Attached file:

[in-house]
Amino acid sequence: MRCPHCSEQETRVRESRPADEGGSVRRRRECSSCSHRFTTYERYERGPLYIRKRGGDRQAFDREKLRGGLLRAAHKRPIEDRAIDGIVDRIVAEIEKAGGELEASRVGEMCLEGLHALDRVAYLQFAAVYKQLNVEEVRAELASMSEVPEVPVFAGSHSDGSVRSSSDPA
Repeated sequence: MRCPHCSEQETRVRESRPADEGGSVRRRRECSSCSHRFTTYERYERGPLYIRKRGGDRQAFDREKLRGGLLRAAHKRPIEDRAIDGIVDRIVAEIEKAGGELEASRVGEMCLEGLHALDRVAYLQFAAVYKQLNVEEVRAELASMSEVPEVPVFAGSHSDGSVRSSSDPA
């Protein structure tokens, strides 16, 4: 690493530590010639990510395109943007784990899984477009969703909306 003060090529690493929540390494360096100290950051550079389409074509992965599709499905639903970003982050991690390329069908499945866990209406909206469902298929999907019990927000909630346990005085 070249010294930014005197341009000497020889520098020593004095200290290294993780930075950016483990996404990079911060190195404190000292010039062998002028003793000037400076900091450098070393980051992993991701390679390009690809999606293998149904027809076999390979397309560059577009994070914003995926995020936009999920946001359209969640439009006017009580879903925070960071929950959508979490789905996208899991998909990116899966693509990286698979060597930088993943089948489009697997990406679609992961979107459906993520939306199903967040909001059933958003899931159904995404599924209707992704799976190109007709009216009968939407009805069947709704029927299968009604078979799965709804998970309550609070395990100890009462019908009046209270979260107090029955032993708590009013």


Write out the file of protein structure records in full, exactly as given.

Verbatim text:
[in-house]
Amino acid sequence: MRCPHCSEQETRVRESRPADEGGSVRRRRECSSCSHRFTTYERYERGPLYIRKRGGDRQAFDREKLRGGLLRAAHKRPIEDRAIDGIVDRIVAEIEKAGGELEASRVGEMCLEGLHALDRVAYLQFAAVYKQLNVEEVRAELASMSEVPEVPVFAGSHSDGSVRSSSDPA
Repeated sequence: MRCPHCSEQETRVRESRPADEGGSVRRRRECSSCSHRFTTYERYERGPLYIRKRGGDRQAFDREKLRGGLLRAAHKRPIEDRAIDGIVDRIVAEIEKAGGELEASRVGEMCLEGLHALDRVAYLQFAAVYKQLNVEEVRAELASMSEVPEVPVFAGSHSDGSVRSSSDPA
């Protein structure tokens, strides 16, 4: 690493530590010639990510395109943007784990899984477009969703909306 003060090529690493929540390494360096100290950051550079389409074509992965599709499905639903970003982050991690390329069908499945866990209406909206469902298929999907019990927000909630346990005085 070249010294930014005197341009000497020889520098020593004095200290290294993780930075950016483990996404990079911060190195404190000292010039062998002028003793000037400076900091450098070393980051992993991701390679390009690809999606293998149904027809076999390979397309560059577009994070914003995926995020936009999920946001359209969640439009006017009580879903925070960071929950959508979490789905996208899991998909990116899966693509990286698979060597930088993943089948489009697997990406679609992961979107459906993520939306199903967040909001059933958003899931159904995404599924209707992704799976190109007709009216009968939407009805069947709704029927299968009604078979799965709804998970309550609070395990100890009462019908009046209270979260107090029955032993708590009013």